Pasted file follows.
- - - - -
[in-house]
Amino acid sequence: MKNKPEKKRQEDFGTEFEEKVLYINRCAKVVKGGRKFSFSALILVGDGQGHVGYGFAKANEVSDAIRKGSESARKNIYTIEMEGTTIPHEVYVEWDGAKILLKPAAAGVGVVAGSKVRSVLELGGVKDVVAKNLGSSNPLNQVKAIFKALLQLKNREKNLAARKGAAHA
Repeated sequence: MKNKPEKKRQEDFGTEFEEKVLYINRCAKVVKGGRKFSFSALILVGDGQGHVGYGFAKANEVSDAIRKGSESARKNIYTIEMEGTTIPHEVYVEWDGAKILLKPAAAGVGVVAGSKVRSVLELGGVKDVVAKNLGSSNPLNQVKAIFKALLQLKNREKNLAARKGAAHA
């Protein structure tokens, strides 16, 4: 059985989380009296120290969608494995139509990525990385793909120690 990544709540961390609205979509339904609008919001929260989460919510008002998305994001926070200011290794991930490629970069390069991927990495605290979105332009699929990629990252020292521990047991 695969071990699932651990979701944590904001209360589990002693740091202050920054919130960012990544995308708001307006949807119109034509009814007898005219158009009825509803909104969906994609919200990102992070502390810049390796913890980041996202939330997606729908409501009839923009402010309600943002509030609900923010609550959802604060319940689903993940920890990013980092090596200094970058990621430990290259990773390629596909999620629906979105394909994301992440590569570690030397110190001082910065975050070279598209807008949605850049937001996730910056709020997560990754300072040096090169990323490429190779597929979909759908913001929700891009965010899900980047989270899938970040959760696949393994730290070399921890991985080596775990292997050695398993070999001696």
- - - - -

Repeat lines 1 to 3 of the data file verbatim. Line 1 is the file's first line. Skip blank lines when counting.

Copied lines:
[in-house]
Amino acid sequence: MKNKPEKKRQEDFGTEFEEKVLYINRCAKVVKGGRKFSFSALILVGDGQGHVGYGFAKANEVSDAIRKGSESARKNIYTIEMEGTTIPHEVYVEWDGAKILLKPAAAGVGVVAGSKVRSVLELGGVKDVVAKNLGSSNPLNQVKAIFKALLQLKNREKNLAARKGAAHA
Repeated sequence: MKNKPEKKRQEDFGTEFEEKVLYINRCAKVVKGGRKFSFSALILVGDGQGHVGYGFAKANEVSDAIRKGSESARKNIYTIEMEGTTIPHEVYVEWDGAKILLKPAAAGVGVVAGSKVRSVLELGGVKDVVAKNLGSSNPLNQVKAIFKALLQLKNREKNLAARKGAAHA